But even with this additional capital, the three men did not have enough money to build bottling plants across the United States. So they developed a tiered system of bottling. They decided to establish “parent’ bottling companies in each major region of the country. These companies would not make anything or have any plants, but instead would re-license Coca-Cola bottling rights to a local bottler in each city. Those independent bottlers would buy their syrup from the parent bottlers, which bought the syrup from the Coca-Cola Company. The parent bottling companies, controlled by Thomas, Whitehead, and Lupton, would collect a few cents on every gallon of syrup sold (12 ½ cents by 1960).
Within a year of gaining the Coca-Cola rights, Thomas and Whitehead disagreed on business strategy. Thomas thought the independent bottlers should be granted a two-year license, keeping them on a short leash. Whitehead thought they should be given perpetual licenses, like their own. The two decided to divide up the nation and parted amicably. They laid out a map on their desk and began to figure out how to divvy up America.
At the time, most soft drinks were sold in the South and Southwest. They were not yet a big success in the big cities of the Northeast. Joseph Whitehead took the deep South, Southwest/Texas, and the Western states except for the West Coast. This was where demand for soft drinks was the greatest. John Lupton joined Whitehead and they created parent bottling companies for each of the three regions.
Ben Thomas took the Northeast and West Coast. While the demand was not great there, he thought it had more “upside” given how many people lived in these areas. His parent bottler was named Coca-Cola Bottling Company (Thomas). Now separated, the two groups, Whitehead/Lupton and Thomas, also owned selected bottling plants, such as in Dallas and Atlanta.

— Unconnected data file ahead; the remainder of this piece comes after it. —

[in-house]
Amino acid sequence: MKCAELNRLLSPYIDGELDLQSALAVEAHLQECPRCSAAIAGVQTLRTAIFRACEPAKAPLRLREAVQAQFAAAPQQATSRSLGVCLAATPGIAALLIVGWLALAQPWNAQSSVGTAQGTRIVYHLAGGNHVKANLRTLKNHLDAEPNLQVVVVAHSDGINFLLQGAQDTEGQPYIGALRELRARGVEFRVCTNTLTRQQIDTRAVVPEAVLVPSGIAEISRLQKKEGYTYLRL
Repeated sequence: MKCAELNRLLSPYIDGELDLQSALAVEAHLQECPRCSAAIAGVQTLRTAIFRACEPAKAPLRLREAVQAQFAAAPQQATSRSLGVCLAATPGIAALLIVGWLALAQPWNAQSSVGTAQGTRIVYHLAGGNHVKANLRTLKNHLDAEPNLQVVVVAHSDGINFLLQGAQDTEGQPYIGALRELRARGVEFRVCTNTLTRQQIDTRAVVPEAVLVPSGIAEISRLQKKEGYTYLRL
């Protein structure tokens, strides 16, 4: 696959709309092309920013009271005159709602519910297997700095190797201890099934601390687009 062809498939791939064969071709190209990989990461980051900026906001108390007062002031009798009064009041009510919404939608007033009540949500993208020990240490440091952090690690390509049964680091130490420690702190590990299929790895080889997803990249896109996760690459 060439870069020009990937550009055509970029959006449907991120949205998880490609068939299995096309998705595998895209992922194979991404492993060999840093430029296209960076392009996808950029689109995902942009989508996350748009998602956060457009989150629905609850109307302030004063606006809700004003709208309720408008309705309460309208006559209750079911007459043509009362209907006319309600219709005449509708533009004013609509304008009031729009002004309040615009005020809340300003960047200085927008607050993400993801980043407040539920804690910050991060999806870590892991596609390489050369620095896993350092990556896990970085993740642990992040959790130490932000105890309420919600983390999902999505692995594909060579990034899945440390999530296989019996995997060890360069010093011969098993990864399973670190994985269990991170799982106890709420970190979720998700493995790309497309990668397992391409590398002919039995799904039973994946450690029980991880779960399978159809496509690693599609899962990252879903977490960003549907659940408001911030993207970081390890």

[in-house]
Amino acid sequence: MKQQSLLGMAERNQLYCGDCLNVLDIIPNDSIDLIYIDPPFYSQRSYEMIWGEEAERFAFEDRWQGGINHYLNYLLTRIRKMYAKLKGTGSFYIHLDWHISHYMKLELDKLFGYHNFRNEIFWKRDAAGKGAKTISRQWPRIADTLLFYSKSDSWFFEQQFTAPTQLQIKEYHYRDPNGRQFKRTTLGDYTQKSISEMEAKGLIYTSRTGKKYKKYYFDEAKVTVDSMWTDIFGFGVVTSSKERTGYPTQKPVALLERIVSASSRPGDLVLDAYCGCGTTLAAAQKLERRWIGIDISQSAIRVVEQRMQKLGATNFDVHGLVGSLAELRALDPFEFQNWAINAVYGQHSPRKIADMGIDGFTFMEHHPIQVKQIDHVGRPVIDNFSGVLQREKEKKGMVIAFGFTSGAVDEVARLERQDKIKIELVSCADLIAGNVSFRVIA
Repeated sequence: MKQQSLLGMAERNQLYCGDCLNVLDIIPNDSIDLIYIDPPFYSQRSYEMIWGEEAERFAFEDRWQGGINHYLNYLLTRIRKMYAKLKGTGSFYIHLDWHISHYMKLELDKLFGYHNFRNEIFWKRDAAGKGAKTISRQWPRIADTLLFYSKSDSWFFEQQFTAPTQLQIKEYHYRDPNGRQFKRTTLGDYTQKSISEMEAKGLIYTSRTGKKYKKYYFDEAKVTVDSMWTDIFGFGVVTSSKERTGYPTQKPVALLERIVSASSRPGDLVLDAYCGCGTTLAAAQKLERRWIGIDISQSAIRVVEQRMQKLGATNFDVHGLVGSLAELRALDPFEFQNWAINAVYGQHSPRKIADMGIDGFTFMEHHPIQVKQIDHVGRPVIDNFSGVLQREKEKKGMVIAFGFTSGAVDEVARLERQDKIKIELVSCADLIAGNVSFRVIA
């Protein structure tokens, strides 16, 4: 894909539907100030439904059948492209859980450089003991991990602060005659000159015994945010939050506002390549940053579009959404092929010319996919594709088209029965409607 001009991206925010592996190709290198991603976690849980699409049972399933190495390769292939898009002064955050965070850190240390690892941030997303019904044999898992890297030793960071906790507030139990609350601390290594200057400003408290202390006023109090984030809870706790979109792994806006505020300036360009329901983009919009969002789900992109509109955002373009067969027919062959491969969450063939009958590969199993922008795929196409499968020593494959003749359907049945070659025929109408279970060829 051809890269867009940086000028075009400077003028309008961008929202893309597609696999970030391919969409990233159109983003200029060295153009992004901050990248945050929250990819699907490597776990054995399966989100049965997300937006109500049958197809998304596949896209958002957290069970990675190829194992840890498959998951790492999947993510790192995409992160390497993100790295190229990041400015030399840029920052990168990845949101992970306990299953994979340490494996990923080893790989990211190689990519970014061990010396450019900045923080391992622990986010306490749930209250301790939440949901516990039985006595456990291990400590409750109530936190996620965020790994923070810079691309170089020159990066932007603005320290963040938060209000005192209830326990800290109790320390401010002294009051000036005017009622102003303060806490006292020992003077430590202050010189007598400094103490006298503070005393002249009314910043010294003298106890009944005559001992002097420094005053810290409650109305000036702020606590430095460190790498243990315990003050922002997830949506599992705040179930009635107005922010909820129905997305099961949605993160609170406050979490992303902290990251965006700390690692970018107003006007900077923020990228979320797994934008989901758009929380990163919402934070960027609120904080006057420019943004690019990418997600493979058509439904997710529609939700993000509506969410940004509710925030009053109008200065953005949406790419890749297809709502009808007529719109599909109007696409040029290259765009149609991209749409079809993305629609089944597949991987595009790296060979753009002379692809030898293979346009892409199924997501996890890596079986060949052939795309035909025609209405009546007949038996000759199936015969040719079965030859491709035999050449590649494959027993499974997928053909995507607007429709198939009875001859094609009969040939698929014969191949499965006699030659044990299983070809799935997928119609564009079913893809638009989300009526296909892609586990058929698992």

It has been said that owning a Coca-Cola bottling business in a city was a ‘license to print money.” Some say that, as of the 1960s, Coca-Cola had created more millionaires than any other company because of this system. There is no question that many people got rich, not the least of which were Thomas, Whitehead, Lupton, and their heirs.
Over time, the Coca-Cola Company has had many legal squabbles with their bottlers, but also realized their critical importance. Coca-Cola has also purchased the bottlers from time to time. These purchases included the interests of the three Chattanoogans.
In 1934, Coca-Cola bought out Whitehead and Lupton’s interests in the South, followed by the West in 1935 and the Southwest, including Texas, in 1940, for unknown amounts. Yet Lupton’s heirs kept some bottling operations, remaining the largest bottlers of Coke. In 1974, Coca-Cola bought Coca-Cola Bottling Company (Thomas) from Ben Thomas’s heirs for $35 million ($190 million today). In 1986, the Atlanta giant paid John Lupton’s grandson $1.4 billion to acquire his bottling operations, which bottled about 12% of the Coke in America.
The 400,000 gallon Tennessee Aquarium was the largest fresh-water aquarium in the world when it opened in Chattanooga in 1992. This beautiful tourist attraction, which has drawn well over twenty million people, was financed in part by the Lupton fortune.
But what of Chattanooga Medicine, which helped inspire this whole story? Over time, the company moved away from patent medicines and into more effective remedies. It went public in 1969, with shares trading on the stock exchange. Chattanooga Medicine was renamed Chattem, Inc. The company acquired such brands as Corn Silk, Premsyn, Gold Bond Medicated Powder, Icy Hot, Cortizone 10, Rolaids, and Kaopectate. French pharmaceutical giant Sanofi bought Chattem for $1.9 billion cash in 2010. Their current product line-up can be seen here.
And thus ends the story of a few men from Chattanooga and the billions of dollars of value they created.
Please pass this along to anyone you think would find it interesting! We invite your comments here.
American Business History Center